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Friday, July 26, 2013

Oliver Goldsmith Describes Vauxhall Gardens

Vauxhall Gardens in their glory days, mid 18th century
By Cheryl Bolen

On my recent sojourn in England I came across a small 1909 book titled London’s Lure: An Anthology in Prose & Verse compiled by Helen and Lewis Melville. Some of that country’s greatest authors are represented in these pages, and I shall be blogging about their observations about their nation’s capital.
Today I present “Lien Chi Altagi at Vauxhall Gardens” written by Oliver Goldsmith:
                                                                 Oliver Goldsmith

The people of London are as fond of walking as our friends at Pekin of riding; one of the principal entertainments of the citizens here in Summer is to repair about nightfall to a garden not far from town, where they walk about, show their best clothes and best faces, and listen to a concert provided for the occasion. . .

Musicians entertain at Vauxhall Gardens
The illuminations began before we arrived, and I must confess, that upon entering the Gardens, I found every sense overpaid with more than expected pleasure; the lights everywhere glimmering through the scarcely moving trees, the full-bodied concert bursting on the stillness of the night, the natural concert of the birds in the more retired part of the grove, vying with that which was formed by art; the company gaily dressed, looking satisfaction, and the tables spread with various delicacies, all conspired to fill my imagination with visionary happiness of the Arabian lawgiver, and lifted me into an ecstasy of admiration.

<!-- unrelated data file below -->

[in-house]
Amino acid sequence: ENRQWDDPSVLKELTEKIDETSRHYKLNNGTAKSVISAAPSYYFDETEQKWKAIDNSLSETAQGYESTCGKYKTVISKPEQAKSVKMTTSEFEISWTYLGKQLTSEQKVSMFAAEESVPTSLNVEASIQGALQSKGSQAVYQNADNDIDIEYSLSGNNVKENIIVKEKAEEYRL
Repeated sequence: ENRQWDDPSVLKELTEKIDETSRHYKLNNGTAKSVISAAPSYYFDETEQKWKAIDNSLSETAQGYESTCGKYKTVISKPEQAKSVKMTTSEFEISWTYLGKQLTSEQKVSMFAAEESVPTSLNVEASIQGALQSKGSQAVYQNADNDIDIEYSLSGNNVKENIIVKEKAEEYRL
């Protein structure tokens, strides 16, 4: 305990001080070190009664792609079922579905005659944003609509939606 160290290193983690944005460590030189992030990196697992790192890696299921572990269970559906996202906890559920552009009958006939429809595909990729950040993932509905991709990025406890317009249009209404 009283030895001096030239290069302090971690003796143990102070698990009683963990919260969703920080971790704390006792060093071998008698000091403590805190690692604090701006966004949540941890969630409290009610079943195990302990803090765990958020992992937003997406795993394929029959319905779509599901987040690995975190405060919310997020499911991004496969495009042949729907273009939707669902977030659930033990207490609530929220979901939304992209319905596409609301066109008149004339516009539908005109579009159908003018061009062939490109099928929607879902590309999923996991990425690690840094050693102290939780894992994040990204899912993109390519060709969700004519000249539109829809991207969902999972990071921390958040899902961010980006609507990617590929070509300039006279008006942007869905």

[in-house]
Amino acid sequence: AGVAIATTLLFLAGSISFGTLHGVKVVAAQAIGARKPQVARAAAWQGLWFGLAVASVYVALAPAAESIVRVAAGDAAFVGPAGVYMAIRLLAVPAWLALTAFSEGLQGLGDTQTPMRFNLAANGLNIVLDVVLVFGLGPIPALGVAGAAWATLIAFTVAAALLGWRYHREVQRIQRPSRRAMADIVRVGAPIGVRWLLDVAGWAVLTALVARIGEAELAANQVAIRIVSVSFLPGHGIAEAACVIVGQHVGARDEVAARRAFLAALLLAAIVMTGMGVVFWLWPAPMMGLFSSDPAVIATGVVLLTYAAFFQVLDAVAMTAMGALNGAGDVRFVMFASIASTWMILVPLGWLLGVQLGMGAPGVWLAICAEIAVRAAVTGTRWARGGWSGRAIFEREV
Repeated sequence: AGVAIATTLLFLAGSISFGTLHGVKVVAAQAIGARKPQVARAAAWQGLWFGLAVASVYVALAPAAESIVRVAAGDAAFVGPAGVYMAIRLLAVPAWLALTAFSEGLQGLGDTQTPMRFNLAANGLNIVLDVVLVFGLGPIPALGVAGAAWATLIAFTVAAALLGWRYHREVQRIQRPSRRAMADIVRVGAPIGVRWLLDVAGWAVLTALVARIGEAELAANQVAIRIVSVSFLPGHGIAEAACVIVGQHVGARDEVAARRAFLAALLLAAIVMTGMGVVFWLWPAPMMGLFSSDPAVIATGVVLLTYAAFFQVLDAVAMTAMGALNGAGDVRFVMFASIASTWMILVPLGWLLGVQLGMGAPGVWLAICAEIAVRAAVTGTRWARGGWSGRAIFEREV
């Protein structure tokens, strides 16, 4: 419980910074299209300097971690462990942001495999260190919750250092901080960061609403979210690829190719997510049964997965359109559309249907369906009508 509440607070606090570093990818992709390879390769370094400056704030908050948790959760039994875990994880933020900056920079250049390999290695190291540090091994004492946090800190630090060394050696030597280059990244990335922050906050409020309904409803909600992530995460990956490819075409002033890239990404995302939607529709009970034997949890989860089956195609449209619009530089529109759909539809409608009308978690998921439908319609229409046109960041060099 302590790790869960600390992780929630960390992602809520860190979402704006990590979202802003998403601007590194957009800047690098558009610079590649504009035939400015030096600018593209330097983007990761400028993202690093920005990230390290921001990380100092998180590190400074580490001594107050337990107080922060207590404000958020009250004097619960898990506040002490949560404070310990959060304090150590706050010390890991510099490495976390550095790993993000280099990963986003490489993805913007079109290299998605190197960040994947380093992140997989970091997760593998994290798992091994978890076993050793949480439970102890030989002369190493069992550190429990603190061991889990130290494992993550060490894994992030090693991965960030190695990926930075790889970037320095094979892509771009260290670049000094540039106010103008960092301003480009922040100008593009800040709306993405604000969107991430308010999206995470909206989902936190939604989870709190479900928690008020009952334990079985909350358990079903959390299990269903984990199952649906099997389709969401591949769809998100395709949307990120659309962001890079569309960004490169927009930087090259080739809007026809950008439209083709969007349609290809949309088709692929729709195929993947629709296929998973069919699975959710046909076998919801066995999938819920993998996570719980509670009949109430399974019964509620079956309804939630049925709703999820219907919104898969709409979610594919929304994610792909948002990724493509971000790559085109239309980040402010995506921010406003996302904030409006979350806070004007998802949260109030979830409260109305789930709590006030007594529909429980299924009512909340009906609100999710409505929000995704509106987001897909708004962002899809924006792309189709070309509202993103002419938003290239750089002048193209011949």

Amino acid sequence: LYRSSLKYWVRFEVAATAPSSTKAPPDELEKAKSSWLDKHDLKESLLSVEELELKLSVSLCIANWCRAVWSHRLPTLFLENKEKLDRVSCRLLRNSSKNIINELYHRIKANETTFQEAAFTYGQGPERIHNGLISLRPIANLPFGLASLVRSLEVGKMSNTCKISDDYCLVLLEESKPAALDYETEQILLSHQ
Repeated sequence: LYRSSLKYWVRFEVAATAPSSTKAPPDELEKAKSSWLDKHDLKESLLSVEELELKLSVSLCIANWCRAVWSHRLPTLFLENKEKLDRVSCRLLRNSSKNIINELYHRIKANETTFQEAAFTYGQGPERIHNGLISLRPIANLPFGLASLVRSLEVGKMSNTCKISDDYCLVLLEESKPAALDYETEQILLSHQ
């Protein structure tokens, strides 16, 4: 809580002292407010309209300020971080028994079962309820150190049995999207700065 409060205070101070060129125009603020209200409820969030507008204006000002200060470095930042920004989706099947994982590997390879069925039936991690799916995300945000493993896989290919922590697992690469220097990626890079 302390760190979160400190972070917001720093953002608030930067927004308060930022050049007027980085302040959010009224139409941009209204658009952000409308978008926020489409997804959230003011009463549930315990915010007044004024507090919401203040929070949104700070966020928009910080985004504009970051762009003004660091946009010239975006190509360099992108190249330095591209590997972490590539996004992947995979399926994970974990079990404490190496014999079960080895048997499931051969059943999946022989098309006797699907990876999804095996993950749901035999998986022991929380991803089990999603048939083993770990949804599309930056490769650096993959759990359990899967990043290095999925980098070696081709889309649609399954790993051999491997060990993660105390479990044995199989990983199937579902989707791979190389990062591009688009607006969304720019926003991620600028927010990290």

“Head of Confucious,” cried I to my friend, “this is fine! This unites rural beauty with courtly magnificence! If we except the virgins of immortality that hang on every tree, and may be plucked at every desire, I do not see this falls short of Mahomet’s paradise!”
"As for virgins,” cries my friend, “it is true they are a fruit that do not much abound in our Gardens here; but if ladies, as plenty as apples in autumn, and as complying as any houri of them all, can content you, I fancy we have no need to go to heaven for paradise.” (Goldsmith died in 1774 at the age of 44.)

Cheryl Bolen is the award-winning author of 23 books, most of them set in Regency England. Her lighter books have been compared to Georgette Heyer, and her emotional ones (where the heroine overcomes almost insurmountable obstacles on the way to her happy ending) have been likened to Mary Balogh. Her three latest releases (Christmas Brides, Marriage of Inconvenience, and her Regent Mystery A Most Discreet Inquiry) are classified as "sweet" while some of her earlier works are moderately steamy.


Donna Hatch said...

This is fun! I had been researching Vauxhall Gardens and had yet to have come across this book. Thanks for sharing those fun passages that so beautifully captures not only the gardens, but the verbose writing of the time.

Horace said...